One could make a more convincing case for an instrumental work inspired by furry themes to be furry. For example, 1922 saw the publication of French composer Camille Saint-Saëns' The Carnival of the Animals (Le carnaval des animaux). This is an instrumental work with each movement inspired by an animal and attempting to recreate the feeling or mood of the particular animal. If someone wrote a piece of music which conveyed the feeling of transforming into a werewolf as you gaze at the full moon then perhaps that could count as furry music.
However, considering how such a criterion could be applied to visual art would immediately suggest a fault with this line of reasoning. Music is, by its very nature, an abstract form of art. Would we be willing to accept an abstract piece of visual art to be furry art? Suppose one titled a work of art Blind Rage and produced a pure red canvas to symbolise the anger of a bull about to charge – would that be as furry as a picture of an anthro bull, eyes red, nostrils flaring in anger as he lowers his horns? I think not. Similarly, I would not consider something along the lines of The Carnival Of The Animals to be as furry as The Wolf In You.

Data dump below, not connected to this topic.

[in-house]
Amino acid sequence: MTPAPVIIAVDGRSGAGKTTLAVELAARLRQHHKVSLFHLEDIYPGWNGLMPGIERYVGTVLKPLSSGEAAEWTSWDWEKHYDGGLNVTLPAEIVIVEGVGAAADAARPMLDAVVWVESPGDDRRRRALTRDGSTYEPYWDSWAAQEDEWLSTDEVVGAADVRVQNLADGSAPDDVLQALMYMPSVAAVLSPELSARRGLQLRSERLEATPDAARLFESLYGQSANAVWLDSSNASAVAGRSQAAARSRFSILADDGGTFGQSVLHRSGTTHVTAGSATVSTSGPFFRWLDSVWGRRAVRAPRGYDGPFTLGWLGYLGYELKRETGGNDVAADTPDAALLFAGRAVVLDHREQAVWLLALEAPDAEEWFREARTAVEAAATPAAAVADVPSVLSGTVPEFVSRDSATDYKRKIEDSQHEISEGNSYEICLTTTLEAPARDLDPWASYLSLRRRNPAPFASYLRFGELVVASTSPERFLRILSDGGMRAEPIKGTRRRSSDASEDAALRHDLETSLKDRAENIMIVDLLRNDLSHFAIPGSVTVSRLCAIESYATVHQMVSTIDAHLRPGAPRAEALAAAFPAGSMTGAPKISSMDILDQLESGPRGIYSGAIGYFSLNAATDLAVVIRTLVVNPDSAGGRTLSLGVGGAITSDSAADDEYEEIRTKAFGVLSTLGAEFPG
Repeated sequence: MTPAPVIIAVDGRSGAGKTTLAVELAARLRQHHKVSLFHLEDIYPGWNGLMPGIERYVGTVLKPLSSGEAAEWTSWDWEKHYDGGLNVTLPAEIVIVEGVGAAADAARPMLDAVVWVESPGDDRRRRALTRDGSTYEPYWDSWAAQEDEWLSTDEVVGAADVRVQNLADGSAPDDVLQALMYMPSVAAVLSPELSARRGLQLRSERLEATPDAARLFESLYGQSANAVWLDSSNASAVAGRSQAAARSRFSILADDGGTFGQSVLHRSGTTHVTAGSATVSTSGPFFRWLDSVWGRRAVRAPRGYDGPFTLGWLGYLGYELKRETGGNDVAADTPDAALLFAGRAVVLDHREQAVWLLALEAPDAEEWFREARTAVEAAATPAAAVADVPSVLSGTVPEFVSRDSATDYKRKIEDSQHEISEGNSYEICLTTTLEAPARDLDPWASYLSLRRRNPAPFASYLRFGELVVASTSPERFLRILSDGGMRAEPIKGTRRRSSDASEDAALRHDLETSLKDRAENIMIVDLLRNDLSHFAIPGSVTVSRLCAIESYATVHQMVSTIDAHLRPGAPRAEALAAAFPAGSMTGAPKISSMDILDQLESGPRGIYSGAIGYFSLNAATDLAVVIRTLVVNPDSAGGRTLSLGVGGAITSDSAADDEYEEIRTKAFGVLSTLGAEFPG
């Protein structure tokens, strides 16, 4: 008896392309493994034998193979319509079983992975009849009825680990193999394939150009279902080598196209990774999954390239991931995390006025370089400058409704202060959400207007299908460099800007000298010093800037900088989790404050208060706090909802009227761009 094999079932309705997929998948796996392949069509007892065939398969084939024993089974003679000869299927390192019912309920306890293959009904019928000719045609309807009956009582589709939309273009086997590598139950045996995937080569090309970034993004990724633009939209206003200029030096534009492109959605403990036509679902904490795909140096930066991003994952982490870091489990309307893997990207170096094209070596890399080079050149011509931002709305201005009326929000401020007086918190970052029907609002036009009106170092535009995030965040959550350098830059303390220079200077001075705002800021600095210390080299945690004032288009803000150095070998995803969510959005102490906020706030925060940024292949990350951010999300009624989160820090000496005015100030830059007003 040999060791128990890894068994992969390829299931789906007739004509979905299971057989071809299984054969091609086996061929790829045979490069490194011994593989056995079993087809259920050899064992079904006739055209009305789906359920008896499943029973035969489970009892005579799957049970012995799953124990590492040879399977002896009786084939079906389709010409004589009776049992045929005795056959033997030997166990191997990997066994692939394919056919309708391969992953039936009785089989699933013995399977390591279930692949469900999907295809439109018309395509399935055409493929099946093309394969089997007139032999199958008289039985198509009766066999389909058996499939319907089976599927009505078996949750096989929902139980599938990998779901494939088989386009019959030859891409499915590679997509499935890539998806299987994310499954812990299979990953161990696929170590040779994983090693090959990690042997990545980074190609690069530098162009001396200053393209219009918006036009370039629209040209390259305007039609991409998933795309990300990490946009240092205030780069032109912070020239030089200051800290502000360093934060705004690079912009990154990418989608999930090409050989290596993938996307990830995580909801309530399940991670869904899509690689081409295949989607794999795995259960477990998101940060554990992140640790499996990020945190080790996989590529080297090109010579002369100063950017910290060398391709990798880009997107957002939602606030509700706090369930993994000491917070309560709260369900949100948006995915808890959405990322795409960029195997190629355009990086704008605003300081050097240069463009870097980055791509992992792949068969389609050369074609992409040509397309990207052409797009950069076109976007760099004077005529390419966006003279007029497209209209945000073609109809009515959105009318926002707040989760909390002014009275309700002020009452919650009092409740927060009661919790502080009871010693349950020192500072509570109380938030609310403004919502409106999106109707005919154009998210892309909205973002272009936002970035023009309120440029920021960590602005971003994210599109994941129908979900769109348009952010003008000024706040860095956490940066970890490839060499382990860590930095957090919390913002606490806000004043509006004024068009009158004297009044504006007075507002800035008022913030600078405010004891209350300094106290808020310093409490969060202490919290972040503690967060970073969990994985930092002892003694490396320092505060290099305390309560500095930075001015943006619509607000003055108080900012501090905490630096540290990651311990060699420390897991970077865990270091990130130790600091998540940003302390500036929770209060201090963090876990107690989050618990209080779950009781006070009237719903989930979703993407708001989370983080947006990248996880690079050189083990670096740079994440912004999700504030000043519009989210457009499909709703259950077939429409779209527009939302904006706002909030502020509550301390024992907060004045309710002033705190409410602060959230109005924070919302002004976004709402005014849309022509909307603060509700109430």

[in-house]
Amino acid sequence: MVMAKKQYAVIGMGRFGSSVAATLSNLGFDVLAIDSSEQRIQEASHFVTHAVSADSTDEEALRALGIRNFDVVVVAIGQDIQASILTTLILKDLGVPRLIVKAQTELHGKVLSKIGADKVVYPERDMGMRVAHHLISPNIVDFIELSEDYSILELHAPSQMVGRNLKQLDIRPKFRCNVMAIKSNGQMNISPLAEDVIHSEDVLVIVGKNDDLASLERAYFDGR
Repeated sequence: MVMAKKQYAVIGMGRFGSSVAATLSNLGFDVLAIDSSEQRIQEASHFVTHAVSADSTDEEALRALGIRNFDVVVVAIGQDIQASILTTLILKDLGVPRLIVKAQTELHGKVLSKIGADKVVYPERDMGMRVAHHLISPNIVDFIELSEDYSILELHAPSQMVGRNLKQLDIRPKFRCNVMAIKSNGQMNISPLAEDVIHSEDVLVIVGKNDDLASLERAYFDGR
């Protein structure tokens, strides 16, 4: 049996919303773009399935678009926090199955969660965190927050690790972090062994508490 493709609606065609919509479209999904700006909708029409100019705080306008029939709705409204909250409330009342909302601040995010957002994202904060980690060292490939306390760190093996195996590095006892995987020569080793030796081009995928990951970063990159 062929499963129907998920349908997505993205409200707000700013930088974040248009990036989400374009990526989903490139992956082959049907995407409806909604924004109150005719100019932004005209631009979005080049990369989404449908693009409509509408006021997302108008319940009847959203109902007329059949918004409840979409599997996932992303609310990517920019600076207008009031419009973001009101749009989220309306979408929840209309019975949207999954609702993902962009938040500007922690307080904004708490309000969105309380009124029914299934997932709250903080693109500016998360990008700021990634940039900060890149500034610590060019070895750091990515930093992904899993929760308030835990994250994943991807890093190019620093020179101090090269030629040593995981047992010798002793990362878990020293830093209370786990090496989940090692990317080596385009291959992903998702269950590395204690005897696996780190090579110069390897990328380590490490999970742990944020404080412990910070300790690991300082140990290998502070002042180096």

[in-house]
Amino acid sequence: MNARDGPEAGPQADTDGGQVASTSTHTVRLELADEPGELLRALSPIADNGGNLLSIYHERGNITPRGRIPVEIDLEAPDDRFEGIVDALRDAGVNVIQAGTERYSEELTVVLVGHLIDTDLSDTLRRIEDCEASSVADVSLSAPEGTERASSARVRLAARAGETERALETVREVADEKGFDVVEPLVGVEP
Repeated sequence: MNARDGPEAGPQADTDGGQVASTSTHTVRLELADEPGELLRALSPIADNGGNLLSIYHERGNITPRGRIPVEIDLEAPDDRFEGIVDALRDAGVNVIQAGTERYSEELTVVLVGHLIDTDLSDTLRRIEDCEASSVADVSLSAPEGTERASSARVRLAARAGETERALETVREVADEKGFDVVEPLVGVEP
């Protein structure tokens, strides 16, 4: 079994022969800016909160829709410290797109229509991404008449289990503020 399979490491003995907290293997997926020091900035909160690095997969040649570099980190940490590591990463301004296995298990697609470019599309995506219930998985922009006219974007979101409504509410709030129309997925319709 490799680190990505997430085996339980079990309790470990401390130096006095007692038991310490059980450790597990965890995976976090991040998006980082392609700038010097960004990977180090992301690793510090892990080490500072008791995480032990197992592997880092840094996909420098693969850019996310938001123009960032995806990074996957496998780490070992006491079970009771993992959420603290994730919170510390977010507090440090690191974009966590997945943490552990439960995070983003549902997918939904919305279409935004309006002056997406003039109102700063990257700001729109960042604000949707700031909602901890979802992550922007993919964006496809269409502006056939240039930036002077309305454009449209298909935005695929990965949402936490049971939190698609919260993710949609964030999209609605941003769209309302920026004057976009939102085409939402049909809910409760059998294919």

Things become more confusing when we consider the first part of the suggested definition of furry music, "performed by self-described members of the furry fandom." To be honest, this seems to me to be a way for furry musicians to try to force themselves to be relevant. That's not to say that there's anything wrong with furry musicians; just that not everything has to be about the fandom, nor is all that a furry produces also furry.
When one considers such a classification one needs to ask the following questions, "Is there such a thing as gay music? Or right-handed music? Or vegetarian music?" A furry musician may be all of those things but we wouldn't consider them relevant to the sort of music they produce. There is such a thing as Christian music, but we know it from its lyrical themes, not from the religion of its producer. (Although I should admit there do appear to have been a small number of instrumental pieces classed as Christian music.) If one were to be particularly pedantic, and I'm afraid I am going to be, then let's really look at what "performed by self-described members of the furry fandom" actually means.